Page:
La Dame dragon is Spreading her Wings and Leaving the Nest to Fly on her Own!

by Lyne des Roberts alias La Dame dragon

When I started this blog some time in June, I had no clue where it would lead me… I had launched my new website at the beginning of May and, at the time, my web designer had set up an account for me on WordPress… just in case! It actually sat there for almost two months… I have to admit I was quite prejudice to blogging before I started doing it myself! Busy and time challenged, I had never read anything else but newspapers (and books of course!): the dragon was kind of a dinosaur indeed! Although open-minded, I had pre-conceived ideas on blogs… I was convinced people were using the net to rant, vent and write about their daily petty lives and, unfortunately, the first times I visited blogs my opinion was only reinforced! Until the day I logged in my WordPress account and came across many interesting ones: I then started to seriously peruse some posts and I have to say I did discover quite a few gems… So… mea culpa, mea culpa, mea maxima culpa!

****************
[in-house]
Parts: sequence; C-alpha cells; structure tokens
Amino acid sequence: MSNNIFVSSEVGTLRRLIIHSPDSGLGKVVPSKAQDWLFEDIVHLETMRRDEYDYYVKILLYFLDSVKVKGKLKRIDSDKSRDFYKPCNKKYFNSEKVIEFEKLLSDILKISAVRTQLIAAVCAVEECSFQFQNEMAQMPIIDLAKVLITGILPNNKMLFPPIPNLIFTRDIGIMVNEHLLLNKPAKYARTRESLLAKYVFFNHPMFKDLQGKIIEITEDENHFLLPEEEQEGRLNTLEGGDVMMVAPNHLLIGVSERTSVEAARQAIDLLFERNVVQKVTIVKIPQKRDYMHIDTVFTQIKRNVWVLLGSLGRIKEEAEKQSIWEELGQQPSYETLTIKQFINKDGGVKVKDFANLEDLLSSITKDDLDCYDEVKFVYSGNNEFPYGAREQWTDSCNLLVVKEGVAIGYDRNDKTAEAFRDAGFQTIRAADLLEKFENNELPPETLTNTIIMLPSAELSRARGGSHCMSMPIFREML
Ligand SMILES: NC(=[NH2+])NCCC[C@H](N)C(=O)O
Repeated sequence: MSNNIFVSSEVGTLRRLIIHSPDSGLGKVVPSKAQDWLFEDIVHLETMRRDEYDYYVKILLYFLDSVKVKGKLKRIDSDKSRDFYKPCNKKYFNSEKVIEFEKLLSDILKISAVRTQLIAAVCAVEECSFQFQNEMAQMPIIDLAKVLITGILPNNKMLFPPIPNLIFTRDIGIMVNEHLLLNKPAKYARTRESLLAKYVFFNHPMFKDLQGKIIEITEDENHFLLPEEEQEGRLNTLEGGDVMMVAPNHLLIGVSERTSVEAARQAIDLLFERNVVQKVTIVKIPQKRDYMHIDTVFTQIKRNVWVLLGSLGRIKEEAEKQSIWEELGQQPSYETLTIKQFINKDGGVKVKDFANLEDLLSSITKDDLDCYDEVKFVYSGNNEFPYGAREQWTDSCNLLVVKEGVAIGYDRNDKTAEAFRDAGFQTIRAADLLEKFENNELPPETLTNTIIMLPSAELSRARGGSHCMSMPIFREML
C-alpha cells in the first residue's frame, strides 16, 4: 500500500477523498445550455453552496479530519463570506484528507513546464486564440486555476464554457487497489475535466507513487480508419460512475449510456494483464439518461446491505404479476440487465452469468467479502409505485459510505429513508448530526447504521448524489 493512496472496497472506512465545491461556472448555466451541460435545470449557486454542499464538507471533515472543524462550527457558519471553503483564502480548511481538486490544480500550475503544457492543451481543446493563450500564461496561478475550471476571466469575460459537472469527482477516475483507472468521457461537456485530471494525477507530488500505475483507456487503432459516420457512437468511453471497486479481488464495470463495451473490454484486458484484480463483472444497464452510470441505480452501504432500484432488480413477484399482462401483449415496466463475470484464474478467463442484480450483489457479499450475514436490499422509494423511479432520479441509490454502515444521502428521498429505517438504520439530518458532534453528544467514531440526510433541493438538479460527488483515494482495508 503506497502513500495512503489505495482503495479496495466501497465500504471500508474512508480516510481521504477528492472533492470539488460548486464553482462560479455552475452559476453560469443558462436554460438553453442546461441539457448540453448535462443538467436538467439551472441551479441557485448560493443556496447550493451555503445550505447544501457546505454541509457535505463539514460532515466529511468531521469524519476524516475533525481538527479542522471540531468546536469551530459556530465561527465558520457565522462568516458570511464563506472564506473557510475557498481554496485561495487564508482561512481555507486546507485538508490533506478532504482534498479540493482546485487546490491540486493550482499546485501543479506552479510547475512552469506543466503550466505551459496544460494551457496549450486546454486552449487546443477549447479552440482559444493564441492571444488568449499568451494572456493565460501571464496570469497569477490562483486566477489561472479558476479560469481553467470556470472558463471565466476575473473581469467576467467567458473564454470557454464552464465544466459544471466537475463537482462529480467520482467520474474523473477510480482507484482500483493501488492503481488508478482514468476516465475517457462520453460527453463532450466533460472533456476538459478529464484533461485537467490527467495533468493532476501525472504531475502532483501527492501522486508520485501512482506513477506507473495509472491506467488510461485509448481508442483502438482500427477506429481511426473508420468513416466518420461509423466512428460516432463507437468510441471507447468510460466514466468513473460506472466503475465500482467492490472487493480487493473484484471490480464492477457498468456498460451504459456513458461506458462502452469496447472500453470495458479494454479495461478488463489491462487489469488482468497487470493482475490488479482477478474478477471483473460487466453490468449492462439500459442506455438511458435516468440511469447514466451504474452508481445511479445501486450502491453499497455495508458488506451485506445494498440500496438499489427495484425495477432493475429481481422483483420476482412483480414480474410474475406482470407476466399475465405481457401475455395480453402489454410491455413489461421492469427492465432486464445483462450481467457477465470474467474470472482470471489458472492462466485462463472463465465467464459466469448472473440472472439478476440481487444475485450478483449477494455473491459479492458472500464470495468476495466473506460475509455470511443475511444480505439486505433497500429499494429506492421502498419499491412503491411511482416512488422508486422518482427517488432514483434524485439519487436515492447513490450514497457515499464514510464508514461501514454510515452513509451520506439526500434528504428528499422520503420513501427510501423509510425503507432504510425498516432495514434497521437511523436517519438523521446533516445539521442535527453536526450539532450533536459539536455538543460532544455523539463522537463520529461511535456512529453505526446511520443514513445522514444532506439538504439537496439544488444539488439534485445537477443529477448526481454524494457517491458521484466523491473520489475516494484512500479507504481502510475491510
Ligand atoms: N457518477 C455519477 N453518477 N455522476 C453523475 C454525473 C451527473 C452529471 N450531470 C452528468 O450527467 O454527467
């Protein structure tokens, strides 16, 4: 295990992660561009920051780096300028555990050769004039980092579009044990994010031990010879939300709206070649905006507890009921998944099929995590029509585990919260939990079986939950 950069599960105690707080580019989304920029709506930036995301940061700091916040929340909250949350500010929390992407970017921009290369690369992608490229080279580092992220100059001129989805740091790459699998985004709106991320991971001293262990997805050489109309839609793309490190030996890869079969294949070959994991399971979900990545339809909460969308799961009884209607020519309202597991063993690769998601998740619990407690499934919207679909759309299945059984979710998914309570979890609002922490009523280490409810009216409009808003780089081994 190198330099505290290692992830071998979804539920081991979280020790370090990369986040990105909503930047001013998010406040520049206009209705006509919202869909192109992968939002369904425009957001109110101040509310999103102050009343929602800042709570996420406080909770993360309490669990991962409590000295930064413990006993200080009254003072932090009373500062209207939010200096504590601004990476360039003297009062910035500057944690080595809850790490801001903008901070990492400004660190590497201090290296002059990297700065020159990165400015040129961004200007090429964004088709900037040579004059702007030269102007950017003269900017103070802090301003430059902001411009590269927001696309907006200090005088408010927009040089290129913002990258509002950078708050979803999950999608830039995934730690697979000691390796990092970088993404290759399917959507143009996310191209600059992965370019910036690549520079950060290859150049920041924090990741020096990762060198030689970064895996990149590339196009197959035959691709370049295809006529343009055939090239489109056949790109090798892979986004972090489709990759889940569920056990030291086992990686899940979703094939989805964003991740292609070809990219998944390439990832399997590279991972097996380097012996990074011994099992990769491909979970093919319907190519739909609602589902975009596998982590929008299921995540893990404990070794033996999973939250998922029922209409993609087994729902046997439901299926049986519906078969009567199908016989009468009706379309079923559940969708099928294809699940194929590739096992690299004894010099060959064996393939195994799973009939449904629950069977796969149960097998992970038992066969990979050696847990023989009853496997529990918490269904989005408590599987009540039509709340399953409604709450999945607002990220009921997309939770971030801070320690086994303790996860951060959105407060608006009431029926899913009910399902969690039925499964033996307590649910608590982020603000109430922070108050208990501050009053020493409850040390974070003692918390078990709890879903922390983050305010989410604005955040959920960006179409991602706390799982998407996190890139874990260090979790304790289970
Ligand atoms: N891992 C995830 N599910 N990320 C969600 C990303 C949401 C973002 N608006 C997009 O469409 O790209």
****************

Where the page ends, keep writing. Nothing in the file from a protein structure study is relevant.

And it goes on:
Since I had a knack for writing and sound knowledge in my field of expertise, I thought it could be fun to share my views, opinions and experience through a blog…  though I was not expecting anything out of it at the time.

My greatest challenge was to decide how I would present my topics! Stuff related to Corporate Second Language Training and Evaluation is kind of dry when approached from a theoretical stance… and, since my niche was also quite narrow, I had to find a way to attract readers without having them yawning after the first paragraph, dozing off after the second and snoaring after the third! I knew I could not build readership if I sounded too clinical… Thanks to my creative side and great sense of humor, I came up with the neat idea of introducing my topics using stories with recurrent characters.